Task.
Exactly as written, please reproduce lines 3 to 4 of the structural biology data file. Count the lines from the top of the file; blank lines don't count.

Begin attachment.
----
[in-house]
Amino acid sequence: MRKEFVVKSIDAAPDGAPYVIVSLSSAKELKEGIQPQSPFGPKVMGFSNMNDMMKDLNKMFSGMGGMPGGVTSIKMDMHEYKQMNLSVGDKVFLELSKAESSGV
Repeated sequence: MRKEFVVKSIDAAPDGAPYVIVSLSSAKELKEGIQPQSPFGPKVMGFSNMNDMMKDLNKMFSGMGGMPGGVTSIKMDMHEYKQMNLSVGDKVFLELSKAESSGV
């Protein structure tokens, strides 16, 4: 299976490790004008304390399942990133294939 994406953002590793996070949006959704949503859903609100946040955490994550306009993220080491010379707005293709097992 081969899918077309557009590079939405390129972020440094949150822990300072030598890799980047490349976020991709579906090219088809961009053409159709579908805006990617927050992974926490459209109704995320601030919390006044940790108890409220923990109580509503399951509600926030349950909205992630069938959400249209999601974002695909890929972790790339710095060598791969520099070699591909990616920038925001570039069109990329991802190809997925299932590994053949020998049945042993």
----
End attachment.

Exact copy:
Repeated sequence: MRKEFVVKSIDAAPDGAPYVIVSLSSAKELKEGIQPQSPFGPKVMGFSNMNDMMKDLNKMFSGMGGMPGGVTSIKMDMHEYKQMNLSVGDKVFLELSKAESSGV
């Protein structure tokens, strides 16, 4: 299976490790004008304390399942990133294939 994406953002590793996070949006959704949503859903609100946040955490994550306009993220080491010379707005293709097992 081969899918077309557009590079939405390129972020440094949150822990300072030598890799980047490349976020991709579906090219088809961009053409159709579908805006990617927050992974926490459209109704995320601030919390006044940790108890409220923990109580509503399951509600926030349950909205992630069938959400249209999601974002695909890929972790790339710095060598791969520099070699591909990616920038925001570039069109990329991802190809997925299932590994053949020998049945042993």